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I'm having troubles with this classes in PHP...

What I want is a "notification" system across my whole website - however this script only works when everything is in one file. How can I fix this.

class Message  {

    var $message; // A variable to store a list of messages

    // Return a string containing a list of messages found,
    function listMessages($delim = ' '){
        if (count($this->message) > 0){
            echo implode($delim,$this->message);
        }else{
            return false;
        }
    }

    // Manually add Message
    function addMessage($description){
        $this->message[] = $description;
    }       
}
$message = new Message();

$message->addMessage('Article Title 1');
$message->addMessage('Article Title 2');

$message->listMessages();
share|improve this question
    
Are there any errors when everything isn't in one file? – Thiago Silveira Dec 8 '10 at 5:46
    
Nothing is displayed – Keiran Lovett Dec 8 '10 at 5:49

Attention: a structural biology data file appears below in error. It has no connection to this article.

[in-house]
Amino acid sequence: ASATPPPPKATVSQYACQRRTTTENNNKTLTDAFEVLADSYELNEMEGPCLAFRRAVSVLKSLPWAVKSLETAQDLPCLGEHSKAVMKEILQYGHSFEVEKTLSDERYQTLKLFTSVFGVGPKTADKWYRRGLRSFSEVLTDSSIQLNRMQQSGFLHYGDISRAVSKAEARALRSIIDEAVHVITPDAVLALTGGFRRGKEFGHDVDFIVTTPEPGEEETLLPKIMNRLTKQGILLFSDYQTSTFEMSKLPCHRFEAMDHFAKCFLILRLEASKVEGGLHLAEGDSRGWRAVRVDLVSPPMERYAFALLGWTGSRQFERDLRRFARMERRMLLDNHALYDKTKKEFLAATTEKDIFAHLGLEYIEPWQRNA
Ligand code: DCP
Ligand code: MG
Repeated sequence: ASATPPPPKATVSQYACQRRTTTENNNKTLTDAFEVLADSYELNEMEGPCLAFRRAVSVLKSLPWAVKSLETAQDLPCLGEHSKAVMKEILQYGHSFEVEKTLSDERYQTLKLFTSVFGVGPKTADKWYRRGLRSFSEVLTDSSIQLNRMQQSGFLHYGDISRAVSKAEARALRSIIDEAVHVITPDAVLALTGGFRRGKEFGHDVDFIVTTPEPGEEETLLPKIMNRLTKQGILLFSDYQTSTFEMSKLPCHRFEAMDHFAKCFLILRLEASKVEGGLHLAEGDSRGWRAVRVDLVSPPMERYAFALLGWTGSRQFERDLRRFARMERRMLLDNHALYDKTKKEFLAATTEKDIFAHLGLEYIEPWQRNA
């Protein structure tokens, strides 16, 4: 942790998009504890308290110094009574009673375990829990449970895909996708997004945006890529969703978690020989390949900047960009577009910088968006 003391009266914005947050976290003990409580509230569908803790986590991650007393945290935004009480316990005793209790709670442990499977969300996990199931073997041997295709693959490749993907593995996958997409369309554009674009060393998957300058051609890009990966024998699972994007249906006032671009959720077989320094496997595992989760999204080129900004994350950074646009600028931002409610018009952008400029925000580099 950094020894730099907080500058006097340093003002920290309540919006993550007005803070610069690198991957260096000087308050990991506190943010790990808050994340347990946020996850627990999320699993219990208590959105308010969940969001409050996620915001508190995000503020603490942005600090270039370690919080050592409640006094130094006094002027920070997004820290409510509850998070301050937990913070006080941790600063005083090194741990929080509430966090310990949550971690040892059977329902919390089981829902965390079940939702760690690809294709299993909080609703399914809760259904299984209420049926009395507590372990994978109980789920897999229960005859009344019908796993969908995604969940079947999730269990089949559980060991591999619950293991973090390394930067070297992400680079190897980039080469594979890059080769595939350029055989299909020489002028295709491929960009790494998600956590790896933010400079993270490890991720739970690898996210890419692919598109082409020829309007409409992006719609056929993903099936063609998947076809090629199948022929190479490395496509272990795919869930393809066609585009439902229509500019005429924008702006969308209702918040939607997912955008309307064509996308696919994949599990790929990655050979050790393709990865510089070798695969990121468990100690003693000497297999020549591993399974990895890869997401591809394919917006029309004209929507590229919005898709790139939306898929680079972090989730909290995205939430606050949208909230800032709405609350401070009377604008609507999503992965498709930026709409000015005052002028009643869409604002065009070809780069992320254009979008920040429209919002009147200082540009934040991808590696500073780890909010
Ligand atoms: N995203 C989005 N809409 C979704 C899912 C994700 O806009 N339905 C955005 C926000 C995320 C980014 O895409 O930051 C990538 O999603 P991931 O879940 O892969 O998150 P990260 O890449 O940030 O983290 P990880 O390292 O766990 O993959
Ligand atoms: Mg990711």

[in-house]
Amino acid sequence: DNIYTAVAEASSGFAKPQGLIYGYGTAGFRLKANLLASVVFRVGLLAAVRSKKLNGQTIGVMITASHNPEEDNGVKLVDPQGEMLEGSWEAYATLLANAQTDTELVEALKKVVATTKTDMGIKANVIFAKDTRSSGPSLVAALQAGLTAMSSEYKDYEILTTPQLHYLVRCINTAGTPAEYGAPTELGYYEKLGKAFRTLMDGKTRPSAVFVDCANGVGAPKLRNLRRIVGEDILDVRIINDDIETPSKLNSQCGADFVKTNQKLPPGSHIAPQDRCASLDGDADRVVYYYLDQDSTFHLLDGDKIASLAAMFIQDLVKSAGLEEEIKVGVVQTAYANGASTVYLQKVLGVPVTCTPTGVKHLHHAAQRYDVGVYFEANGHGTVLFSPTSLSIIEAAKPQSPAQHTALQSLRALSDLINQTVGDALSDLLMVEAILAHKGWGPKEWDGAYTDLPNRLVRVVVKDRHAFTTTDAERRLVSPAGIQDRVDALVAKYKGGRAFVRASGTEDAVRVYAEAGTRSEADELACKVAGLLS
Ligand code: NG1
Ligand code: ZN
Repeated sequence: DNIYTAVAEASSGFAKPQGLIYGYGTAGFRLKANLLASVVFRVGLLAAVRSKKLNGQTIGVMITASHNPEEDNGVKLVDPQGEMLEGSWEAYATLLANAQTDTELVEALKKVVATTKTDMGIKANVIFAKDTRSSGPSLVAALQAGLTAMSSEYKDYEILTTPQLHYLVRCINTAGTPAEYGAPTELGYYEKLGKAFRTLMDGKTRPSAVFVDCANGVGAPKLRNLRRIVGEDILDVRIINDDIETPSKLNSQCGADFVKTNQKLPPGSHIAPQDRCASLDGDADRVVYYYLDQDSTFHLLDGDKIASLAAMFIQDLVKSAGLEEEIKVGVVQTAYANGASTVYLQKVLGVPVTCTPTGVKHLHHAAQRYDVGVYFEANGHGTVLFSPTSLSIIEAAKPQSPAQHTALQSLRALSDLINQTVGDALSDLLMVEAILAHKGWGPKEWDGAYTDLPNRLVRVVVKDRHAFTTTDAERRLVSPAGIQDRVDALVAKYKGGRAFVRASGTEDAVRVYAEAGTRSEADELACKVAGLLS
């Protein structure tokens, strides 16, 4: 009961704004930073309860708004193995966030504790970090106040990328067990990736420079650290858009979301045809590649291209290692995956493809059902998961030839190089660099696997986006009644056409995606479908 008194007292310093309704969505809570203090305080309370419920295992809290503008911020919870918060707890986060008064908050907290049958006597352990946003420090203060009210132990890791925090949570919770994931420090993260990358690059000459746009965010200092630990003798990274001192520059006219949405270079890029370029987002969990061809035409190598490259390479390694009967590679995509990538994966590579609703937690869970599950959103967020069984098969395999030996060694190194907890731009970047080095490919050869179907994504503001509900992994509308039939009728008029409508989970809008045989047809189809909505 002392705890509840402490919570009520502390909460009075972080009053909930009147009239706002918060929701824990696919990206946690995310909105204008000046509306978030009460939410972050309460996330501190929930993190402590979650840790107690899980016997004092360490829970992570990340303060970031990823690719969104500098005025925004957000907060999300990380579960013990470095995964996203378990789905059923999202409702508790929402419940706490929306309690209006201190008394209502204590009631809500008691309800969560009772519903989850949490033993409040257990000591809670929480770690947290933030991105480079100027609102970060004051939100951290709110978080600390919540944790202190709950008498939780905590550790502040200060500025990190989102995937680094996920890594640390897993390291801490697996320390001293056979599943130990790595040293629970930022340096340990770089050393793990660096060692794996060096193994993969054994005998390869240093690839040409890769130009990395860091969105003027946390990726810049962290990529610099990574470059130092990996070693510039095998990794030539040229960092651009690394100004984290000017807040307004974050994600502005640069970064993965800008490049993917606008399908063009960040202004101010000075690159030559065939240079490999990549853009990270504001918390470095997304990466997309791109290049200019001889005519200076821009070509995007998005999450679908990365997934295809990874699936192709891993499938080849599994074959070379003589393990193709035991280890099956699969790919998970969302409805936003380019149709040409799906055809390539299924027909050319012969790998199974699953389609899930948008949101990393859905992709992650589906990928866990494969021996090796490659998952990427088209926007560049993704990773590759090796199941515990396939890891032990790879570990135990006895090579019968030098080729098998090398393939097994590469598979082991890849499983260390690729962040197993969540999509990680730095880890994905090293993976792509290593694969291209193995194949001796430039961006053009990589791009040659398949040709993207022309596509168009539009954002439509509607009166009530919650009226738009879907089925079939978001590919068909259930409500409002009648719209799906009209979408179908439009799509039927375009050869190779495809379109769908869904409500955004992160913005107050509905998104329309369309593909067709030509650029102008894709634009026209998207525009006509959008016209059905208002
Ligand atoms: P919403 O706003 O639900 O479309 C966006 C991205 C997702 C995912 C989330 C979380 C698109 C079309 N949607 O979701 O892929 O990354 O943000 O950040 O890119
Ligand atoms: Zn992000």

up vote 2 down vote accepted

I think you're looking for the include_once function. Essentially, you want to have each of your classes in their own separate file, and then when you want to use them, you call include_once("thatfile.php"); to make that class accessible to your application.

I should clarify that you should use include_once (or require_once if you would prefer) over include because if you include your class file twice, you'll get errors saying you're trying to define a class that already exists.

Using your example, your program would look like this:

MessageClass.php

<?php
class Message  {

  public $message;

  // Return a string containing a list of messages found
  public function listMessages($delim = ' '){